My time online (when I’m not looking at videos of cats on treadmills and slow lorises holding cocktail umbrellas) is split between writing about things that are about to be released and reading about things that are about to be released.
I regularly receive press bumf from new bands (presumably penned themselves but usually prefaced with the line “I represent so-and-so” rather than “I am so-and-so”) about such-and-such an EP that was released to “much acclaim” (though they seldom give examples), or others about “much anticipated” debut releases, independent releases, self-releases, split-releases, limited edition releases, short-run releases, handmade releases, exclusive releases… the list goes on. The word is fascinating though isn’t it? Release. So exciting, so pregnant with meaning. Some captive beast soon to thrust its pent up expectation on the world only to be dashed upon the ruins of grim thwarted potential. Oh such glorious and gruesome possibilities!
Launch parties, album reviews, posters, flyers, street-teams, interviews, airplay, music videos and tours aside, what is a release these days?
It is data on a server.
Specifically music-flavoured data that, miraculously, can be consumed in Alaska or Minsk or Bangalore or Cleethorpes all at once BUT – nevertheless – wonderment aside, deep down it is essentially just a wav-file uploaded onto the system of some faceless digital aggregator and later christened “A Release”. And anyone can do it so long as they have an internet connection and a few quid in their pocket (somewhere between £20-£50 for the standard service offered by automated distributors such as Zimbalam, Tunecore etc) or in exchange for a percentage of whatever deal you’ve signed with whatever company that comes with whatever promotional perks.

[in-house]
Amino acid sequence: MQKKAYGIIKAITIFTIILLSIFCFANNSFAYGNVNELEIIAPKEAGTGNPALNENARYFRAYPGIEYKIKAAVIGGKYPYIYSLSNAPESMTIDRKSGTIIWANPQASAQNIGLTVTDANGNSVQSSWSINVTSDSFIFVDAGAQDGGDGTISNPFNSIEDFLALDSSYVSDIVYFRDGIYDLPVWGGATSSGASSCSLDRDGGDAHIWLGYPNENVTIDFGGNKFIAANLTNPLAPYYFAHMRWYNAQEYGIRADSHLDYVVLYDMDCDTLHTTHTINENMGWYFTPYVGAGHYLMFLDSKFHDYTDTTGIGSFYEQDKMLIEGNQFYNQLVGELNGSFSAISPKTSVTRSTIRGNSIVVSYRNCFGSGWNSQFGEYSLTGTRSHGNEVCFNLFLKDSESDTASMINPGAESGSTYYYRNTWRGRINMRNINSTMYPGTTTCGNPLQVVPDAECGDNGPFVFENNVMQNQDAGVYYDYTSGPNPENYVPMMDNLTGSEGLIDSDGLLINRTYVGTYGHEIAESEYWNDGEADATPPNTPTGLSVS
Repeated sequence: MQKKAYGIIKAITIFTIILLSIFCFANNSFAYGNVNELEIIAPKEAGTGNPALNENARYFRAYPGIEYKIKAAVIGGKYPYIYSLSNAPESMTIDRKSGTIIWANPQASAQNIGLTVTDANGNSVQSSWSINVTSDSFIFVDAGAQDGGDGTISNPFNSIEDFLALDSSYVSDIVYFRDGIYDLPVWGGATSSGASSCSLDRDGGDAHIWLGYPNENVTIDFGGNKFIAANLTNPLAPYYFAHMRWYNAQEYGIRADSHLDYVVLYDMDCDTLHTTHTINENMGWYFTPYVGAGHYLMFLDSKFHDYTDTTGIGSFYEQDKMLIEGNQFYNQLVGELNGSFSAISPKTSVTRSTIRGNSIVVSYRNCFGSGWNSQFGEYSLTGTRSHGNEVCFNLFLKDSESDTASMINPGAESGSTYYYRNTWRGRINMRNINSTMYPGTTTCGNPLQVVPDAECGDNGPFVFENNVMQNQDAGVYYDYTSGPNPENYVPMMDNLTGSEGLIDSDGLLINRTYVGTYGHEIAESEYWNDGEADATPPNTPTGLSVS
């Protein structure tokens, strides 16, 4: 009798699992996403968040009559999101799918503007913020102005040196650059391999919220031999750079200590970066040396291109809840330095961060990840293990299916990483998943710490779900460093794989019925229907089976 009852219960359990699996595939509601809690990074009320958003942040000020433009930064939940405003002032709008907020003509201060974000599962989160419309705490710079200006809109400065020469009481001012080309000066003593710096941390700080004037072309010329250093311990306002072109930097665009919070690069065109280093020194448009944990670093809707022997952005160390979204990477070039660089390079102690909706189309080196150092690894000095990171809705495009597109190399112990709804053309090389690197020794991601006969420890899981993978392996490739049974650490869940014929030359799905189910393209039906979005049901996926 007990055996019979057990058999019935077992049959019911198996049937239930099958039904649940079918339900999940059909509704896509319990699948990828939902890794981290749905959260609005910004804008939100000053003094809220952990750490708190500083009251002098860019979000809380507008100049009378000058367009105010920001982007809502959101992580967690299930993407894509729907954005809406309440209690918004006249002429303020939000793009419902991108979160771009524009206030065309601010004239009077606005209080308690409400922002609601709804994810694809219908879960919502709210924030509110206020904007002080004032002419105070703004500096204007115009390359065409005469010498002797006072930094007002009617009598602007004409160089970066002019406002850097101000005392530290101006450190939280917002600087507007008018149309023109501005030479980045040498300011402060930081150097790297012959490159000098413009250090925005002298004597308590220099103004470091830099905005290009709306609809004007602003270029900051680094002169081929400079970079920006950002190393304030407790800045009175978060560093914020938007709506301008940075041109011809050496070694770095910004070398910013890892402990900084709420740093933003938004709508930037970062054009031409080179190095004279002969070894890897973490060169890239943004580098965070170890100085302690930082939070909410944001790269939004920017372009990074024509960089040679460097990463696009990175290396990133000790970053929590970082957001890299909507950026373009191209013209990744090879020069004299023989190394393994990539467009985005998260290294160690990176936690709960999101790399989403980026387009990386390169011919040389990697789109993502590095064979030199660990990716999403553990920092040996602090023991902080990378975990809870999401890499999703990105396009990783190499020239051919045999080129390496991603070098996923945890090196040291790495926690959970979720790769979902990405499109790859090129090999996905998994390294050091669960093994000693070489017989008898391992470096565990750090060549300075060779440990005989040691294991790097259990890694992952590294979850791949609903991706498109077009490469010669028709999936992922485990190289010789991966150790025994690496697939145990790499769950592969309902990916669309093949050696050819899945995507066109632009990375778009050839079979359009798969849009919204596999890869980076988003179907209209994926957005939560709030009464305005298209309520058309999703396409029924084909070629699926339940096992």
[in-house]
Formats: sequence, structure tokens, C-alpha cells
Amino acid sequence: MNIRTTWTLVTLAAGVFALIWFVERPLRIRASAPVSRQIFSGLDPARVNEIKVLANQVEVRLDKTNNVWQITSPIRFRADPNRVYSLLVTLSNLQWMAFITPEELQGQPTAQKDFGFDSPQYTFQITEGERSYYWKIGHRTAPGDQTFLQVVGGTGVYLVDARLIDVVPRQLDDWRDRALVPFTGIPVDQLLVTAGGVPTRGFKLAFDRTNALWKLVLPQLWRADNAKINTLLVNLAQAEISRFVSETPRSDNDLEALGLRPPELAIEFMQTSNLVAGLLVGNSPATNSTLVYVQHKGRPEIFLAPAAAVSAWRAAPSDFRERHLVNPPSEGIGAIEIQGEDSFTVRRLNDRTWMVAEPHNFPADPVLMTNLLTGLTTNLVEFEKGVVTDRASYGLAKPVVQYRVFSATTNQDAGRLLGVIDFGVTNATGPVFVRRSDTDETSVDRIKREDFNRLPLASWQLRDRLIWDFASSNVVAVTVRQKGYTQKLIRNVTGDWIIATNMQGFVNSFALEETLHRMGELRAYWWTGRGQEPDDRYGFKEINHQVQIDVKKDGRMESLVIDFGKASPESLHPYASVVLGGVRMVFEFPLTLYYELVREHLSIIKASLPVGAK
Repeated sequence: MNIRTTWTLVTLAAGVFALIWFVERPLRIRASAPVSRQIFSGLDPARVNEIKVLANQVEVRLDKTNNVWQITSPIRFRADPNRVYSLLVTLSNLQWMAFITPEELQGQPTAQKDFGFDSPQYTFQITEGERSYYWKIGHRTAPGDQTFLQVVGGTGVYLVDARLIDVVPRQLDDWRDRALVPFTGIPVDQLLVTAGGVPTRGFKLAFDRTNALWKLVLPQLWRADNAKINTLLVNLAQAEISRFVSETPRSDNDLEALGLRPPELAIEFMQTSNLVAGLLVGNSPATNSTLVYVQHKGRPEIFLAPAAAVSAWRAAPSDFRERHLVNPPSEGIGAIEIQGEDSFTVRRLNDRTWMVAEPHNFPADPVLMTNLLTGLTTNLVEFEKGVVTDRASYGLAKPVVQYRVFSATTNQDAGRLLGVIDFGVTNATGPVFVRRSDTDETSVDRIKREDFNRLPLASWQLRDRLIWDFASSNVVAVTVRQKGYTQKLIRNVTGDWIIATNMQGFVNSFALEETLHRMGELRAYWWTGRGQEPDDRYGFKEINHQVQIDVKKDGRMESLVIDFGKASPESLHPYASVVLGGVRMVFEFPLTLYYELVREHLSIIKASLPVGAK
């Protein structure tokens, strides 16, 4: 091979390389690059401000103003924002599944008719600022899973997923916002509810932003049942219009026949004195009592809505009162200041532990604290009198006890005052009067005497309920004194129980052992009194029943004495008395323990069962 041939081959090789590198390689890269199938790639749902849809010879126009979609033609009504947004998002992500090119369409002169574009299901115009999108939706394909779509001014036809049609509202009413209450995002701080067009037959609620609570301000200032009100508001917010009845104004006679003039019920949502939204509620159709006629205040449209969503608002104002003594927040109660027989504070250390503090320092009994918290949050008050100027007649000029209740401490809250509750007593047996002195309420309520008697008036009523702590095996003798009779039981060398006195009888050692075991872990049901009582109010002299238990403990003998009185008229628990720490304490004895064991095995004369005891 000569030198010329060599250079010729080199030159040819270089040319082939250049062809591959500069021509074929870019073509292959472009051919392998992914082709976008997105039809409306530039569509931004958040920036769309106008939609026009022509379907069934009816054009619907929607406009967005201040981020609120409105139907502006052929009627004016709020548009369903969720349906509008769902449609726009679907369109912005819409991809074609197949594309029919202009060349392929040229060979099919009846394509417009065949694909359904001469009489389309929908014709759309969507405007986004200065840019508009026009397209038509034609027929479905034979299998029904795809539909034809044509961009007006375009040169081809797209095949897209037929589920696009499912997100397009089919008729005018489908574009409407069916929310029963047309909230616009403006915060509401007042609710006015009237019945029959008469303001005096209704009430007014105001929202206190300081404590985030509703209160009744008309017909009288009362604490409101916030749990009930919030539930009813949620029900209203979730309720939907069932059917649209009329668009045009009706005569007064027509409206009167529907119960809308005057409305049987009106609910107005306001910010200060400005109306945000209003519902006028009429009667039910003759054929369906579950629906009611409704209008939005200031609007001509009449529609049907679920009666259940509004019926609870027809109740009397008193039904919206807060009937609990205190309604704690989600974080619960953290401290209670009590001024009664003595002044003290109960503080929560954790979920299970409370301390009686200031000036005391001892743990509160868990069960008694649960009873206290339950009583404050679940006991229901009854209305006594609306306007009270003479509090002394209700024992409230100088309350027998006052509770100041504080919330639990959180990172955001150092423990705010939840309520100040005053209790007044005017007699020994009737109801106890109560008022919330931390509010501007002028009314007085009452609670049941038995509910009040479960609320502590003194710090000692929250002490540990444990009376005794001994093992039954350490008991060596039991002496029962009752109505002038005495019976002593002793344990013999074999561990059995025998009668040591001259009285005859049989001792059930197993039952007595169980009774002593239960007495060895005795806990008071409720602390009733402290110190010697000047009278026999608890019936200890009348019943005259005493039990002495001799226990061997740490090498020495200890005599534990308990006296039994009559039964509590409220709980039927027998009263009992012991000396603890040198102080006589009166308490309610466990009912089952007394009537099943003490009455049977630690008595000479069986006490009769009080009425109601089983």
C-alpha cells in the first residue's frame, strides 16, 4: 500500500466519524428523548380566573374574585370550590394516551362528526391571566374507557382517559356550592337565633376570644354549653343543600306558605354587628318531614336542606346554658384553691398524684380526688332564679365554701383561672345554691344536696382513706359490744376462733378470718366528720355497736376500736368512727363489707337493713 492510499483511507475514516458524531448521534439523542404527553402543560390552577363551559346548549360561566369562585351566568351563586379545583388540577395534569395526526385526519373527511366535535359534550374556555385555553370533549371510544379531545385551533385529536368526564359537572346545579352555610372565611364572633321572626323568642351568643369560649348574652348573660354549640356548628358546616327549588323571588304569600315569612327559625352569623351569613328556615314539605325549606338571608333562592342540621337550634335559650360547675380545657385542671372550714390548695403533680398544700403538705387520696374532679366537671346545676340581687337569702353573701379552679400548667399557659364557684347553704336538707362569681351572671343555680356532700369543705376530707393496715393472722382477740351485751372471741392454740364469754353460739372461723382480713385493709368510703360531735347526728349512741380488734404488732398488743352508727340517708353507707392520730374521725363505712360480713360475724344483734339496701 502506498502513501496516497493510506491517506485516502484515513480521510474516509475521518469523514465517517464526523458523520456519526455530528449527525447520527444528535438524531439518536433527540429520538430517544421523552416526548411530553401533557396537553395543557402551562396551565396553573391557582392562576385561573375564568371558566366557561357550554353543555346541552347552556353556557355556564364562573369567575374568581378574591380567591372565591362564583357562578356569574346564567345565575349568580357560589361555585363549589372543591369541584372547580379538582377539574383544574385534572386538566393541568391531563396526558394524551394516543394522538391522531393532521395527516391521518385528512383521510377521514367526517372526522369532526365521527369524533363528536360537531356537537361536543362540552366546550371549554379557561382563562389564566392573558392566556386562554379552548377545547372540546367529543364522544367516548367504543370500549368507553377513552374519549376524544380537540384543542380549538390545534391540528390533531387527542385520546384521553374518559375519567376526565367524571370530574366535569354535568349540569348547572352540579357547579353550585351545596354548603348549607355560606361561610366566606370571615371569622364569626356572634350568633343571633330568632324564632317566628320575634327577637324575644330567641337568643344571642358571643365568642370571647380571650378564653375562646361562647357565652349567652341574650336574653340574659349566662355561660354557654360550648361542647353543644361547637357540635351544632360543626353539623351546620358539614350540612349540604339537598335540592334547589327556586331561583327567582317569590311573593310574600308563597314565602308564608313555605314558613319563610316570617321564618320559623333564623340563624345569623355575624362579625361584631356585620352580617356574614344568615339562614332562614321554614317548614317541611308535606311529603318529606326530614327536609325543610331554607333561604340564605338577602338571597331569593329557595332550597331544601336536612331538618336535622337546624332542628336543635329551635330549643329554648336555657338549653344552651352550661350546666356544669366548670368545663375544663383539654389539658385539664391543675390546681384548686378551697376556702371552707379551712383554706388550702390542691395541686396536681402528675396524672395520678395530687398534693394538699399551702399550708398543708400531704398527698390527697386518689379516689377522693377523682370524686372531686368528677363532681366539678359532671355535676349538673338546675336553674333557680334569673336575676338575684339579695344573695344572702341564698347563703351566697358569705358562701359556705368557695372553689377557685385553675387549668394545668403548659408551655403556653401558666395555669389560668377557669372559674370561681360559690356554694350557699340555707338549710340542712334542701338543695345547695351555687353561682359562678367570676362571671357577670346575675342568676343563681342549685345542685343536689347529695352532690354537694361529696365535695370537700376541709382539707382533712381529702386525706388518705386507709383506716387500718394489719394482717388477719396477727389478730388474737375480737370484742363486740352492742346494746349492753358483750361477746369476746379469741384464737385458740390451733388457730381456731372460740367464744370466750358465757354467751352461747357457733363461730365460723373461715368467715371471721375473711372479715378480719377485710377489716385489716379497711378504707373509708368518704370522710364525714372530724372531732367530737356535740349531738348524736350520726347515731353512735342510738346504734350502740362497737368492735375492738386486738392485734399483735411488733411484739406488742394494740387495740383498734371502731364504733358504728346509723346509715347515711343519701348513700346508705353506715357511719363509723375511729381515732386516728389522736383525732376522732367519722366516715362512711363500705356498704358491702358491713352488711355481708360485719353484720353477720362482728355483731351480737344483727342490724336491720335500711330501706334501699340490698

As a consequence, having a global release under one’s belt is not as impressive as it used to be. So it is not surprising that people are now trying to liven things up a bit by releasing on retro (aka redundant) formats like cassette. As a press angle it is pretty cute but really all it actually means is a few extra words from some smug blogger who will probably just convert your “release” into a piece of ironic jewelery to show off next time he flops into whatever Camden coffee shop still suffers him. What then for the next album? Piano Roll maybe? Morse-code?
Here’s my idea: Let’s stop worrying about the format and start thinking about the delivery. After all, it is a release isn’t it? The word RELEASE can be a pretty exciting/terrifying verb when it wants to be.
So how about we attach the new crop of pop anthems to the backs of pumas and set them loose in HMV? Or dangle them from the talons of eagles? Or inject them into the eggs of crocodiles? (whatever seems apt for the track in question).
Dear Guardian Music,
We are pleased to announce the arrival of our latest 7”. It has been glued to the belly of a mountain lion and RELEASED into the Guardian News & Media Press Office, Kings Place/90 York Way, City of London N1 9GU (we hope you find it before it finds you!)
We have discovered that the complex visual rendering of our band’s latest wavform is, believe it or not, exactly replicated in the genetic code of a rare and deadly microscopic organism. To celebrate this coincidence we have, this very morning, RELEASED said organism into your office water cooler.
Also available on iTunes.
First published in October 2011